but was likely overlooked by implementers thinking the fallback content
for <canvas> was irrelevant to implementations where <canvas> is supported.


Rest of reply is in thread.


On 12/9/11 8:08 PM, Sam Ruby wrote:
> On 12/09/2011 10:46 PM, Charles Pritchard wrote:
>> On 12/9/11 7:25 PM, Sam Ruby wrote:
>>> On 12/09/2011 05:42 PM, Richard Schwerdtfeger wrote:
>>>> I see Ian replaced the entire Canvas 2D API spec. without a formal
>>>> proposal:
>>>>
>>>> http://dev.w3.org/html5/2dcontext/
>>>
>>> Should a formal proposal not be forthcoming, and should you be able to
>>> obtain testimonials from at least two major implementors that that
>>> they would be willing to implement your proposal should it be adopted,
>>> then you have nothing to worry about. If you need to modify your
>>> Change Proposal(s) in order to obtain these testimonials, you have the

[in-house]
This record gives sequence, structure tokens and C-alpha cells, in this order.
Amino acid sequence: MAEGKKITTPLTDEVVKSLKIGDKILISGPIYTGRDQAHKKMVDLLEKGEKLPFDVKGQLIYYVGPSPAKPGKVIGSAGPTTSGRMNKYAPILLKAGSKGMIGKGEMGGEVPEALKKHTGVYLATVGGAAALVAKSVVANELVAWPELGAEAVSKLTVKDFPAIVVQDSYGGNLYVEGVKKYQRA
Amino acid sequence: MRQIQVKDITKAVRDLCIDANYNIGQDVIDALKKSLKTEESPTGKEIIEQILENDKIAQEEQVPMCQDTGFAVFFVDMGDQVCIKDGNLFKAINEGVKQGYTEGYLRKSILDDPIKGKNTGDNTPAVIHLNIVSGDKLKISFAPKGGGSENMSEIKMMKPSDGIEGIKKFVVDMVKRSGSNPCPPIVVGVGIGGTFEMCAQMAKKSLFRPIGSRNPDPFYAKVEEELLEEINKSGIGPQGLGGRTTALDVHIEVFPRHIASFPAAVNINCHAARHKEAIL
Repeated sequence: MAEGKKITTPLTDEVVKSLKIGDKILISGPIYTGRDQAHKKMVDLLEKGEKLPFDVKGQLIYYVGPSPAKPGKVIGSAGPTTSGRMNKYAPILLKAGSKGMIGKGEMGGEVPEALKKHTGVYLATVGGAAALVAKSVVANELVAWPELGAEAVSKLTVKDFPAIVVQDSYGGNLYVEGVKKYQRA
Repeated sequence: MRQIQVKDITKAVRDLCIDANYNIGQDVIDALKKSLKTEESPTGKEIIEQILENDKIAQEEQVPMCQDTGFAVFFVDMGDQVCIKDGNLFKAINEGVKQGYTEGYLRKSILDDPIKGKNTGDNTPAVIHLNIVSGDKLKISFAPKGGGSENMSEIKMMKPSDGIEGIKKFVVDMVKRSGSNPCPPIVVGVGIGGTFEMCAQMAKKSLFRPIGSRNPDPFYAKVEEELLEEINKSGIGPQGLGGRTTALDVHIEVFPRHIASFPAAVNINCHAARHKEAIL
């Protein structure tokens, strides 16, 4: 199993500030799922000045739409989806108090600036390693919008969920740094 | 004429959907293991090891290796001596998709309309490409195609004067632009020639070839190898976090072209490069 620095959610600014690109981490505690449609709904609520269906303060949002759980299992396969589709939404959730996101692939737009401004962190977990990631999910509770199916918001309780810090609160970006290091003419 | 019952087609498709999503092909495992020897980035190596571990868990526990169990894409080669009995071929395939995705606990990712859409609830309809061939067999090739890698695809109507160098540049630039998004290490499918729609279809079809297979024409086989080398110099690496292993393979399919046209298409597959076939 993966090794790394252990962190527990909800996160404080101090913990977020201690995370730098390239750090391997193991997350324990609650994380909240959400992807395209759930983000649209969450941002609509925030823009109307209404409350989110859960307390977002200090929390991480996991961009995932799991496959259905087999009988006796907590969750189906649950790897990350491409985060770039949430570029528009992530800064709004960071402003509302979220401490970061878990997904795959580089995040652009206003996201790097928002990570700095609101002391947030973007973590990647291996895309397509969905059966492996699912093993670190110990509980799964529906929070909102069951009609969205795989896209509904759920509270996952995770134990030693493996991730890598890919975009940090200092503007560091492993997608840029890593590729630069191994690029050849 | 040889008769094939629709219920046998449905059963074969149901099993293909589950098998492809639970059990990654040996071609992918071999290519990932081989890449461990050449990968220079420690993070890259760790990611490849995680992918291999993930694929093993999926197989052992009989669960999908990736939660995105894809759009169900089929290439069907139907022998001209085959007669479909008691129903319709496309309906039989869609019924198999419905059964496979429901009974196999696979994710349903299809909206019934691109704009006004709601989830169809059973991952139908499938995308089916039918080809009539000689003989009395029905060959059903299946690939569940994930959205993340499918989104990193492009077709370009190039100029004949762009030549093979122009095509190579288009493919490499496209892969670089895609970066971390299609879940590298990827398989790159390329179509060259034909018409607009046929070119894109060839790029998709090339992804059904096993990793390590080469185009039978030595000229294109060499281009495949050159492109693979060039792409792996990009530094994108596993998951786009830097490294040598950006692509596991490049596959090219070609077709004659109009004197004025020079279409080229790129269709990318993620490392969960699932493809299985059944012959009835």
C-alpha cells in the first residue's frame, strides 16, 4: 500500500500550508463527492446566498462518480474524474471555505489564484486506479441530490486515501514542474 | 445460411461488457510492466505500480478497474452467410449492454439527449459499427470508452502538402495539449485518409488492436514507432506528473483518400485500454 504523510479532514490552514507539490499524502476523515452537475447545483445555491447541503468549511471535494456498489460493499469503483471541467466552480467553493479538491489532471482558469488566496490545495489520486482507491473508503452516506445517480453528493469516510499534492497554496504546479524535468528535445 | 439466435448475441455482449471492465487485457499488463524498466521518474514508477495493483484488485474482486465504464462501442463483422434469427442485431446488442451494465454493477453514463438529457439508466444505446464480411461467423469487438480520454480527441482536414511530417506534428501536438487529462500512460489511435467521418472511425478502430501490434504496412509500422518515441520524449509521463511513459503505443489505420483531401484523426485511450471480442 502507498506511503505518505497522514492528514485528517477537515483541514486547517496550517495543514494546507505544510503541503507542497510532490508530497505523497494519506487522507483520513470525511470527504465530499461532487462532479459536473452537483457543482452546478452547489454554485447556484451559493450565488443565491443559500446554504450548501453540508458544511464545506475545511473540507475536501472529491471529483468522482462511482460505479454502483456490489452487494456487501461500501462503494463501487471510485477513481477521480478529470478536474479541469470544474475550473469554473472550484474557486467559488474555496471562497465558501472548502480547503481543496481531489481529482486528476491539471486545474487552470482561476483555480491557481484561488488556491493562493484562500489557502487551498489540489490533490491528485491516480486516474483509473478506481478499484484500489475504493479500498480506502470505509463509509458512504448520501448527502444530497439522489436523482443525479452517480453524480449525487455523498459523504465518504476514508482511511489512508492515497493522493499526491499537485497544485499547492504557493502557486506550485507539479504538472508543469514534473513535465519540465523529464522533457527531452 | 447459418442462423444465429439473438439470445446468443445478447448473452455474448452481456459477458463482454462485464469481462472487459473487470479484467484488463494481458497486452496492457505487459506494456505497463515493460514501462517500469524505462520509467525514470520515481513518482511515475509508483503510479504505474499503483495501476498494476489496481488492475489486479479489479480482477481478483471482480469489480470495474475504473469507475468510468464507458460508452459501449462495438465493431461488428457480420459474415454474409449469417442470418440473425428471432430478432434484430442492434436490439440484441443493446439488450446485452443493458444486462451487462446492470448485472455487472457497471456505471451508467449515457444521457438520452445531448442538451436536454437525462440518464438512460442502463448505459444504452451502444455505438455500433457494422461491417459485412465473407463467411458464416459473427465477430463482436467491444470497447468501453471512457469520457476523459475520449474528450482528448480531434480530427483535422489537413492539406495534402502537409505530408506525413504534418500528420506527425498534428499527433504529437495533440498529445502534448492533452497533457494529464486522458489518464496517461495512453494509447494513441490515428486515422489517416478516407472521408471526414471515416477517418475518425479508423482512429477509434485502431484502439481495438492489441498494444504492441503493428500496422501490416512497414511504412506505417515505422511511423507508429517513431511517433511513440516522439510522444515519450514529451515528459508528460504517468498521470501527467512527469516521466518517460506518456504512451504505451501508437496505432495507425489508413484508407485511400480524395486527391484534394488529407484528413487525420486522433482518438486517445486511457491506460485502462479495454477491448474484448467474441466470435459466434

>>> opportunity to do so. We've not established a deadline yet for this,
>>> but the earliest deadline we would impose would be late January by
>>> this point. It could possibly even be later.
>>
>> I'm not intimately familiar with W3C processes -- but I must ask -- why
>> do you claim this action is "nothing to worry about"? The latest
>> revision reverts changes made by the chair decision "applied no later
>> than the end of day on the Thu 12th of May [2011]".
>> http://lists.w3.org/Archives/Public/public-html/2011May/0138.html
>
> The issue is now reopened, you can verify that status yourself:
>
> http://www.w3.org/html/wg/tracker/issues/131
>
> If, as I stated above, if there is no formal proposal that covers the
> changes the editor has elected to make, and we obtain testimonials
> that the changes that were previously proposed and were adopted would
> be implemented, then I see absolutely no reason to believe that the
> next time we close issue 131 that we will come to the same decision.
>
> Meanwhile, there is an opportunity to address one or both of the
> exclusions.

I'm having a hard time parsing your syntax, I can't figure out which of